Some people spend their whole lives lighting new sparklers, begging for that sense of relief that once filled the heavens. They believe and will do damned near anything to keep that belief alive and bright. Pass the sparklers. Pass the matches. Fill the night with brightness. If you keep saying it's true and keep praying it's true and keep philosophizing that it's true, then, of course, there is less time to notice that it isn't true, that there are up-close-and-personal doubts, that where there is belief, there is always (pardon me ladies) a girlfriend.

Some people refuse the evidence that is right in front of their noses. They chatter and twitter and light an endless array of sparklers. Maybe someone will go ooooooohhh!

But some do not refuse. They gather their courage and their uncertainty and their doubts and vow to get to the bottom of things. Not as a means of selling some kind of spiritual Tupperware but rather because at last this matter becomes what it has always been ... utterly personal. Agreement is not the yardstick of spiritual life. Each goes alone. And that can be scary. In a world where the sparklers of religion or philosophy, of towering spires and moving ritual, of profound longing and delighted discovery fall away, I am left naked and alone.
Perhaps the only consolation to this sense of utter vulnerability is the fact that since I am always naked, no matter how many clothes I put on, it's not all that unusual.

And in that world where doubts and girlfriends play, there may be a sense that I have to start over. Sparklers do not provide a good foundation. What is it that provides a good foundation, a good point from which to build a reliable world? The idea is not to build some new and improved defense mechanism. The idea is to find a cornerstone that will allow for something less vulnerable to the whims of sparklers.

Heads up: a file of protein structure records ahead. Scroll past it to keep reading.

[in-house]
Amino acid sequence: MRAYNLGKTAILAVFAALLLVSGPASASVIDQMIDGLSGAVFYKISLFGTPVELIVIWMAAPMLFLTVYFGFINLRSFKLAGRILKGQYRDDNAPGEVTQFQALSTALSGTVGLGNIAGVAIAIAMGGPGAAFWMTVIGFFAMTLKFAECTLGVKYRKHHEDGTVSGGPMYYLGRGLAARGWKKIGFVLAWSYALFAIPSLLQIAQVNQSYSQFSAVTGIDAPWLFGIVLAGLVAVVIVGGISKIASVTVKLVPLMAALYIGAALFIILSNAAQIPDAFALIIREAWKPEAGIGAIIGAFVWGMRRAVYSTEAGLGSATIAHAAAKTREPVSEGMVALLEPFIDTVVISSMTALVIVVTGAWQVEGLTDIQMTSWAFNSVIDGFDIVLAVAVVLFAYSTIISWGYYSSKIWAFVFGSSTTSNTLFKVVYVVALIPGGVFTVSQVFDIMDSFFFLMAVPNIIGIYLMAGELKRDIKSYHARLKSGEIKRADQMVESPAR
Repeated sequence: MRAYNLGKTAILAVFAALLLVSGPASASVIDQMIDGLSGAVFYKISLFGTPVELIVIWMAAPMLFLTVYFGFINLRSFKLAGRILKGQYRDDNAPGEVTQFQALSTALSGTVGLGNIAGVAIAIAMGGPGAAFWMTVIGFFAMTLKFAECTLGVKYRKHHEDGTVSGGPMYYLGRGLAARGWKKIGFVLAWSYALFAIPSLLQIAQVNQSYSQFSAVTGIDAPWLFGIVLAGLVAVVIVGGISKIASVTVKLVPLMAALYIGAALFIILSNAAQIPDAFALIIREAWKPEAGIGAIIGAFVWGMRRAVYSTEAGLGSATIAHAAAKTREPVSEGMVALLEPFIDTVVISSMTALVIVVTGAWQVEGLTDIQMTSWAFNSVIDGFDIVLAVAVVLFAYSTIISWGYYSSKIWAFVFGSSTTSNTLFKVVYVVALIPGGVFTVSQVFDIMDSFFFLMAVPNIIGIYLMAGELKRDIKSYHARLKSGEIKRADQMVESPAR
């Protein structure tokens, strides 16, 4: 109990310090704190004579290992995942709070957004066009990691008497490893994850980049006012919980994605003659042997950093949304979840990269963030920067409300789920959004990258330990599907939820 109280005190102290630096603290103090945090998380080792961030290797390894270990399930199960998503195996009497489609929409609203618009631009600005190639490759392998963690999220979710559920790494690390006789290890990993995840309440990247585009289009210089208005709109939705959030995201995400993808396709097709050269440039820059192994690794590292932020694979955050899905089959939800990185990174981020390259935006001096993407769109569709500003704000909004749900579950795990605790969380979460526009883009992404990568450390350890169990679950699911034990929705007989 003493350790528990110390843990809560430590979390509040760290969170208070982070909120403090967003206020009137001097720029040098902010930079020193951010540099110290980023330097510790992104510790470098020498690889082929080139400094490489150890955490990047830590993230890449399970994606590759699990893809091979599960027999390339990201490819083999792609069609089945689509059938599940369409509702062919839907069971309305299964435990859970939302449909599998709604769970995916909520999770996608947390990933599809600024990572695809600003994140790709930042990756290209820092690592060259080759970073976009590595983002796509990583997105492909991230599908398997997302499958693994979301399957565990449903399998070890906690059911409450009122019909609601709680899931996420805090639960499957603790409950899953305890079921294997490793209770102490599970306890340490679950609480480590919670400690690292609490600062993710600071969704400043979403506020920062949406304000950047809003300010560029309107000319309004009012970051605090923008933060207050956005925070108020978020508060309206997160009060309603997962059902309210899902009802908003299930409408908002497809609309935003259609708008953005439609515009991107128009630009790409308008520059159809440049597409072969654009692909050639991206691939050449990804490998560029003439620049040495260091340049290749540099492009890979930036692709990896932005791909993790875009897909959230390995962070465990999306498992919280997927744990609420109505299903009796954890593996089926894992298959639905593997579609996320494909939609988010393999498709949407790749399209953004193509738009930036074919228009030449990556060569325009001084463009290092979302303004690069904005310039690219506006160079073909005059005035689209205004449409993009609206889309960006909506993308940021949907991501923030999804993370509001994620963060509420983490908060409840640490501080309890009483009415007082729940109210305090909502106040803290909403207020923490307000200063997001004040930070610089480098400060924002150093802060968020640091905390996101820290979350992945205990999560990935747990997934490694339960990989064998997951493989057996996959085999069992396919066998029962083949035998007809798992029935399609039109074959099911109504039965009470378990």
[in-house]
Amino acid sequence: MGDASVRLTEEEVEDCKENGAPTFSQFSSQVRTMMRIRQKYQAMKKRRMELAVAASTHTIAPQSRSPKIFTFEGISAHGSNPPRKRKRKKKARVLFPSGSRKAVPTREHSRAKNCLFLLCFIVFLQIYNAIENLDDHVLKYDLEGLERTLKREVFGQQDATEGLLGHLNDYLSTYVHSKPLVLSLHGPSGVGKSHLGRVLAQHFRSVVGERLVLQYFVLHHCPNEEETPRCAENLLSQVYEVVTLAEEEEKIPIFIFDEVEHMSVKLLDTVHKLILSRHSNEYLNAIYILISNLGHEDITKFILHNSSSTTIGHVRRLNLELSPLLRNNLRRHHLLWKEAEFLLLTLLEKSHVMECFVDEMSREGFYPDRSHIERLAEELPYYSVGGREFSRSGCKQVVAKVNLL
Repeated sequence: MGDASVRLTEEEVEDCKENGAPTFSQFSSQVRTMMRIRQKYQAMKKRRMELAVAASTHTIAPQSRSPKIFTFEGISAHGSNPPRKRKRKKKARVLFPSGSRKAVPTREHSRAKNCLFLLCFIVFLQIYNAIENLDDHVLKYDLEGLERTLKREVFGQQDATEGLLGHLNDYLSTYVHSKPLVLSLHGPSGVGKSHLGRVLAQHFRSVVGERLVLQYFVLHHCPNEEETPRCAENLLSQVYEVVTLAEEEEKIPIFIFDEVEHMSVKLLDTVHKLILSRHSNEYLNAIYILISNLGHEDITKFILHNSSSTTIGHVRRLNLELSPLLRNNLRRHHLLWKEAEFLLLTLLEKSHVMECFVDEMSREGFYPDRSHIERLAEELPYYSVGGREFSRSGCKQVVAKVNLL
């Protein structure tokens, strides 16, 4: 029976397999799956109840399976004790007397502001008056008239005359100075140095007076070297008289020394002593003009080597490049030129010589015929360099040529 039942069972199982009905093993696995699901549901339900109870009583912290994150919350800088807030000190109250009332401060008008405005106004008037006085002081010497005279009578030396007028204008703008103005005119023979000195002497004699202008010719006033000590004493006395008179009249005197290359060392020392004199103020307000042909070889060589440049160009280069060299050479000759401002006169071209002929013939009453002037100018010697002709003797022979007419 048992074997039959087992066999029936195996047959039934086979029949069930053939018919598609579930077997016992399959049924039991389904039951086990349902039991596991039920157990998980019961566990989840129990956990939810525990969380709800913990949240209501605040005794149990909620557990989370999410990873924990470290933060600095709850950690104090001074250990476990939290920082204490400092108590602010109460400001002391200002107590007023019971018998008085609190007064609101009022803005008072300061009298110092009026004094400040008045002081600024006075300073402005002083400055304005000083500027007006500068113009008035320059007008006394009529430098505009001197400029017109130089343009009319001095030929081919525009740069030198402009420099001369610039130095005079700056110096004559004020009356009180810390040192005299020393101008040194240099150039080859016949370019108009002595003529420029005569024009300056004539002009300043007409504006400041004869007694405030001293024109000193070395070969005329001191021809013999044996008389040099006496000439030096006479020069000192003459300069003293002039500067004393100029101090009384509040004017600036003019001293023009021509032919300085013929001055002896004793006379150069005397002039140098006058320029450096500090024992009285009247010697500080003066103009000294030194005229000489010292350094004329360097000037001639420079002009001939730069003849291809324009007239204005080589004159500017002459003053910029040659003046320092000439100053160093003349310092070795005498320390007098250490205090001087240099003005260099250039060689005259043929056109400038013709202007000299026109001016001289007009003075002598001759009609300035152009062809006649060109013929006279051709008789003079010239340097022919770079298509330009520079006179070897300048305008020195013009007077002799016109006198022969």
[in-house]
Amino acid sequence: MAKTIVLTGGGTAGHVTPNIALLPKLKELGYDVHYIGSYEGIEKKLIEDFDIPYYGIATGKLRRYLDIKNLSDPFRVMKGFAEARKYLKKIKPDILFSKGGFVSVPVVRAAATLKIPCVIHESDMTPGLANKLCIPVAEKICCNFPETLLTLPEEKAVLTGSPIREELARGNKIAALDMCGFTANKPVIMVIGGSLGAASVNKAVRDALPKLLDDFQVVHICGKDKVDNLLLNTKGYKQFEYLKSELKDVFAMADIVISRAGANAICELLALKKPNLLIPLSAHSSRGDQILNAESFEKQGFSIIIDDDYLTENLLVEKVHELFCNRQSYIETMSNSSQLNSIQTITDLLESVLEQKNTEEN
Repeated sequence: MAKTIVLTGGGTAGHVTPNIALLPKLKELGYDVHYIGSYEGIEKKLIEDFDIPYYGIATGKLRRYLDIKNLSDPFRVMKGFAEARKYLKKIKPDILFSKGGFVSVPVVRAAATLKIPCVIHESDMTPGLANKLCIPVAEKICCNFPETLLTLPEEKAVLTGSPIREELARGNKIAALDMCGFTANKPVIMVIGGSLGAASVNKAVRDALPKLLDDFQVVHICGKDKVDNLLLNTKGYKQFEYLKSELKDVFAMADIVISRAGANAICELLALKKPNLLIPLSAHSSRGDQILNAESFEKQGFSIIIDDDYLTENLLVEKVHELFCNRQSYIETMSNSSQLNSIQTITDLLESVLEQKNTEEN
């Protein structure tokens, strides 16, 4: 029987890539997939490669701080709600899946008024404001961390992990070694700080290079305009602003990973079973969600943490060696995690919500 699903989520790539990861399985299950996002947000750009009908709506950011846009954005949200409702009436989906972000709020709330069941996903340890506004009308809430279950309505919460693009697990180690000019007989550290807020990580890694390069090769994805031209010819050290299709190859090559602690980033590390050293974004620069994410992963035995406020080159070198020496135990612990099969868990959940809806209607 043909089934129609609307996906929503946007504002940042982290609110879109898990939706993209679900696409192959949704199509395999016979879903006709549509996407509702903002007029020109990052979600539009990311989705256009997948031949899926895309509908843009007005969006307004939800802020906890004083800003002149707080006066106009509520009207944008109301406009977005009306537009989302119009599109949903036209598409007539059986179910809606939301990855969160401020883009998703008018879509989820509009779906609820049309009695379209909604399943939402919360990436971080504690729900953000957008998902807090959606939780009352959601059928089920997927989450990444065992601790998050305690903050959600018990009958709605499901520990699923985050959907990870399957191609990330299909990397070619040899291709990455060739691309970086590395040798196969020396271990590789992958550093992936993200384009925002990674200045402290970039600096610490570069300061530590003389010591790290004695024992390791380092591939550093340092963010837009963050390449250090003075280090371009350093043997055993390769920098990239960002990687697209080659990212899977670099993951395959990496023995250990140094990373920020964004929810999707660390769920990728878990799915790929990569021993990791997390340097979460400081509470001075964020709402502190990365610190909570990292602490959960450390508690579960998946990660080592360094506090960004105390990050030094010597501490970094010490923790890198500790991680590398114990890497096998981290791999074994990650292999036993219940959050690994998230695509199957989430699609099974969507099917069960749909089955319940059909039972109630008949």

Each finds his or her own cornerstone or cornerstones, I think. These are things that actually touch the naked and vulnerable and standing-alone me. These are points to which I am willing to give my energy and determination and investigation. Others may suggest and point, but this time, the choice is mine and I am willing, however uncertainly, to own it. Better and worse make no difference. Intimacy makes the difference.

For example, one of the cornerstones that I have chosen is this:

The past is gone and cannot be revived.
The future is unknowable ... if you doubt it, just give it a try.
And by the time anyone speaks, sparkler-fashion, of the present, it has turned into the past.

For some, this may be just another sparkler, another bit of savvy philosophy. But when you own it, when you refuse to avert your gaze or be distracted, there are implications -- empirical, in-your-face, on-the-ground implications -- that grow up and flower like daisies.

I would not presume to describe or count the daisies. And I would not presume to say that what I choose as intimate is what anyone else might choose to own. In Zen Buddhism, they say there are 84,000 Dharma gates ... a kool way of saying that the ways to a truthful peace are infinite. Starting anywhere, you can go everywhere. But you have to own it first. Sparklers elicit delightful wows and can illuminate the way, but each of us has to walk that way.

Ladies and gentlemen, light your sparklers.

And walk.